Genre, Themes, History: This is a science fiction novel, and the fifth and final installment in The Long Earth series. What initially started out as a bunch of children almost accidentally "stepping" into an alternate earth, has now lead to whole civilizations spreading out and settling in other worlds, coming into contact with other humanoid species they would have never imagined even existed, and ultimately mining the resources now available to them through this seemingly infinite multitude of other earths. And since The Long Cosmos deals specifically with an invitation from yet another unknown life form, there are many references to the Jodie Foster movie Contact. The message of "Join Us" is straightforward enough, but still lacks the practical details. Who is inviting us? And how are we supposed to join them? These are the questions that bring together groups of people and other beings who normally don't play well together, while also fracturing groups like the Next from within. Some worry that this invitation may prove harmful to humanity, while others are sure it can only be useful, or at the very least, educational. The military insists on overseeing the whole matter as a means of security and protection, while others are only interested from a business and financial standpoint. It is another complication to be dealt with now that humanity has discovered the ability to step from one world to another. Even after 70 years, there is still much the human race has to figure out concerning the Long Earth.

My Verdict: While the book is good, it is far from being my favorite among the series (that honor still goes to The Long Mars, the third book in the series). And it is only somewhat satisfying as a conclusion to the entire series. It felt as if a few of the issues that had persisted throughout the previous four books were dealt with and dismissed a little too quickly early in the book, only to make room for new plot points that would not amount to much before the series ended for good. There are also some loose ends, although I can understand why many of them would be left that way. The constant conflict and tension between the Next and regular humans will always be there for as long as the two groups exist, so it does make sense to have the series end with them working together on one massive project, and with both sides admitting their own flaws and setbacks. Even so, I felt more could have been said regarding not only the future of the Next, but also the trolls, kobolds, and even Lobsang. Granted, any storyline involving something as massive and complex as the Long Earth could literally go in a million different directions, so it would be impossible to explore all of them. The books had to end somewhere. And as for Joshua, his son, Lobsang, Nelson, and Maggie Kaufman, there is some semblance of closure, however obvious it may be that new adventures will always await.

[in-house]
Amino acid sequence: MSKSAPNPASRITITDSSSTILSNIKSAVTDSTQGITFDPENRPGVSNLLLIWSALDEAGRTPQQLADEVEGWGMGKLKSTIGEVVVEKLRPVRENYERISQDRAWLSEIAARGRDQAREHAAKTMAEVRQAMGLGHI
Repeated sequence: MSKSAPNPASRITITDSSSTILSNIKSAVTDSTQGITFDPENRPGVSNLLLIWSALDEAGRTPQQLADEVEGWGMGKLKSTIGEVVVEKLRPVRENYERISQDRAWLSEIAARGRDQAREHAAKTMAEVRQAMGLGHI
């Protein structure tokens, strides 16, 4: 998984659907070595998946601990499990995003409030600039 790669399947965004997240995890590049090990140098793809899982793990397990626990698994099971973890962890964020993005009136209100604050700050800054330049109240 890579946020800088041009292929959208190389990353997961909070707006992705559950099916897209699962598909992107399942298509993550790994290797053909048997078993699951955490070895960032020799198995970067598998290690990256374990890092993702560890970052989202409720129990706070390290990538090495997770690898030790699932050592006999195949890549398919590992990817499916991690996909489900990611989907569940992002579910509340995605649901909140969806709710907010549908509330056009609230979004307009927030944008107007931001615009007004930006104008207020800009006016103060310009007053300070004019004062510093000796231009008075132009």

Favorite Moment: When Sancho, Joshua's troll friend, carries him up a massive tree that stands miles high in the air of some distant world. The tree is large enough for beings like the trolls to live comfortable among its branches, as long as they are used to breathing in the thin air.

Favorite Character: Sancho the troll manages to save Joshua's life, and is then invited on the ultimate mission of exploring the Long Earth in a direction that no one had gone before. Though a troll, he is intelligent, and incredibly useful. He even holds the title of "librarian" at one of the universities in the Long Earth.

Recommended Reading: The Long Earth series is certainly one worth picking up. Only five books long, it is what I refer to as 'accessible' science fiction, as in it isn't too over the heads of the less science-minded life myself, and is incredibly imaginative and entertaining.